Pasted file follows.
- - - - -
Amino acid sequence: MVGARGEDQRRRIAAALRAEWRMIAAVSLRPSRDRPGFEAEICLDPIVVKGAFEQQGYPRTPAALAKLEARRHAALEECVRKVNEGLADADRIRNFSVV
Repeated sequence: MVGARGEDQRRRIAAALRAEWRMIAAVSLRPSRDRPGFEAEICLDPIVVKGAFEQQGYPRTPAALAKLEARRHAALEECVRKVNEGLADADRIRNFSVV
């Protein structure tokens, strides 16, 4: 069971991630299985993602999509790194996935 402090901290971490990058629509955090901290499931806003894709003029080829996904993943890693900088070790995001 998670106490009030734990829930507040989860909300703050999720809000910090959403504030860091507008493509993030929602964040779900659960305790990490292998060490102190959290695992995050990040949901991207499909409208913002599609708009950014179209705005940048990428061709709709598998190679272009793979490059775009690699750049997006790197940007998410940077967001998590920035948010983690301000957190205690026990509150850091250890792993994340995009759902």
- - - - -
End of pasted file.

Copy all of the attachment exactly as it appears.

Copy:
Amino acid sequence: MVGARGEDQRRRIAAALRAEWRMIAAVSLRPSRDRPGFEAEICLDPIVVKGAFEQQGYPRTPAALAKLEARRHAALEECVRKVNEGLADADRIRNFSVV
Repeated sequence: MVGARGEDQRRRIAAALRAEWRMIAAVSLRPSRDRPGFEAEICLDPIVVKGAFEQQGYPRTPAALAKLEARRHAALEECVRKVNEGLADADRIRNFSVV
């Protein structure tokens, strides 16, 4: 069971991630299985993602999509790194996935 402090901290971490990058629509955090901290499931806003894709003029080829996904993943890693900088070790995001 998670106490009030734990829930507040989860909300703050999720809000910090959403504030860091507008493509993030929602964040779900659960305790990490292998060490102190959290695992995050990040949901991207499909409208913002599609708009950014179209705005940048990428061709709709598998190679272009793979490059775009690699750049997006790197940007998410940077967001998590920035948010983690301000957190205690026990509150850091250890792993994340995009759902």